Teapot capacity is usually given either in ounces or milliliters, though some models tell you how many cups they hold. You can find compact teapots that hold as little as 12 ounces, as well as giant 50-ounce teapots. The average teapot holds somewhere between 23 and 34 ounces. When figuring out what teapot capacity you require, bear in mind that the average mug holds between 8 and 12 ounces, whereas the average teacup is smaller, with a capacity of around 5 to 6 ounces.
The majority of modern teapots have an infuser basket that sits inside the lid. This is a great setup, since you can remove it easily when your tea has reached the desired strength to avoid stewing, and it's easy to empty and clean. You can also find models with a strainer in the base of the spout, catching leaves before they enter your cup. These strainers are more difficult to clean, however, and they can clog, slowing down or stopping your pouring.
Alternatively, some teapots don't have any kind of infuser or strainer. When using these pots with loose tea, you'll need to place an external tea strainer over your cup or mug when you pour.
Choose a teapot with a tight-fitting lid since it's annoying to have to hold the lid in place when you pour tea to keep it from falling off the pot.
A good spout should be level with the rim of the teapot for easier pouring. Oval spouts tend to pour more consistently than round spouts.
The handle may either be on the opposite side from the spout or may arc over the top of the lid. The former tends to make pouring easier.
You can find teapots in all kinds of colors, shapes, and patterns, from bare cast iron Japanese-style teapots to vintage-looking floral prints to ceramic teapots in bold primary colors. Whatever style you prefer, you can probably find a teapot to match.
If you're on a budget, you can find some small, basic teapots for as little as $10 to $15.
Mid-range teapots cost around $15 to $30. Some options with larger capacities and more decorative models fall into this range.
High-end teapots can be priced anywhere from $30 to over $100 for designer teapots made by famous potters or homeware brands.
Choose a teapot that's easy to clean. Some teapots can be awkward to get completely clean, especially those with small openings or with strainers in the spout. If your teapot is dishwasher safe, this is the easiest way to get it sparkling clean every time.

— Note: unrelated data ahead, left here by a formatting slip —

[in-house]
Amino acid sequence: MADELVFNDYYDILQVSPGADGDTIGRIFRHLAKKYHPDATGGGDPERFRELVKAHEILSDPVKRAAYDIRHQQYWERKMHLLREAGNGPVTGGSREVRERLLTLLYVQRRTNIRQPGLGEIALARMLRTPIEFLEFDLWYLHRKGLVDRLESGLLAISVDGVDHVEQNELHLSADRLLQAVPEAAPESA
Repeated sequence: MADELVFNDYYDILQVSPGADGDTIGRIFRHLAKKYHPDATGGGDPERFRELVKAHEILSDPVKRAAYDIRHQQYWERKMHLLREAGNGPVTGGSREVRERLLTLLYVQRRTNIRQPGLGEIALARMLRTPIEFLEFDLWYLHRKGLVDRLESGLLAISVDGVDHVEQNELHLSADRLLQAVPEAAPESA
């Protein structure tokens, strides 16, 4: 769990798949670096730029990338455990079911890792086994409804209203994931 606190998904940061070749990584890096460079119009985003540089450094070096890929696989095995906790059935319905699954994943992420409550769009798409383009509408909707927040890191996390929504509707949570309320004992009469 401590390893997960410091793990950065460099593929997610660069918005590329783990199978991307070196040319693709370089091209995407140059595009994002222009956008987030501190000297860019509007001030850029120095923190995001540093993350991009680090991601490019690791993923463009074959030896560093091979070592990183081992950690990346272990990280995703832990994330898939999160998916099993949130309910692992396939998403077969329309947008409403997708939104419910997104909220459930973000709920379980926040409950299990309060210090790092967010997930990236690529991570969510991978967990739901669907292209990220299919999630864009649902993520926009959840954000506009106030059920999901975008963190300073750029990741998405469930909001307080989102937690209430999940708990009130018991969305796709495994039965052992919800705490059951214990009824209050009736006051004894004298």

Learn the correct water temperature for your tea. Black tea should be made with boiling water, for example, whereas green and white teas are best steeped in water between 170 and 185 degrees Fahrenheit. A quality tea blend will tell you the correct temperature to brew it at.
A. You can use either tea bags or loose tea in a teapot, though it's much more common to make bagged tea straight in the mug and loose-leaf tea in a pot. If you're new to the world of tea, it's worth knowing that loose tea is the equivalent of freshly ground coffee whereas bagged tea is the cousin of the freeze-dried instant stuff.
A. Different varieties of tea have different brewing times. For instance, tea bags generally don't need to brew for more than a minute or two, since the finely ground tea inside infuses more quickly than large leaves. For loose tea, green tea should steep for two to three minutes, black tea for three to four minutes, and white tea for four to five minutes.
A. With a whole world of tea out there, it's tough to know what you should try. If you're looking for a classic English tea experience, choose an English breakfast tea or other similar black tea blend and drink it with milk and sugar, if desired. Earl Grey is another classic English tea, which is generally drunk black with a squeeze of lemon. However, there's much more to tea than black tea. Green tea and white tea give you far more subtle flavors and can be combined with fruits or jasmine to complement them. Then there are fruit infusions and herbal teas for times when you want to forgo caffeine. If you're not sure what appeals to you, trial and error is the best way forward.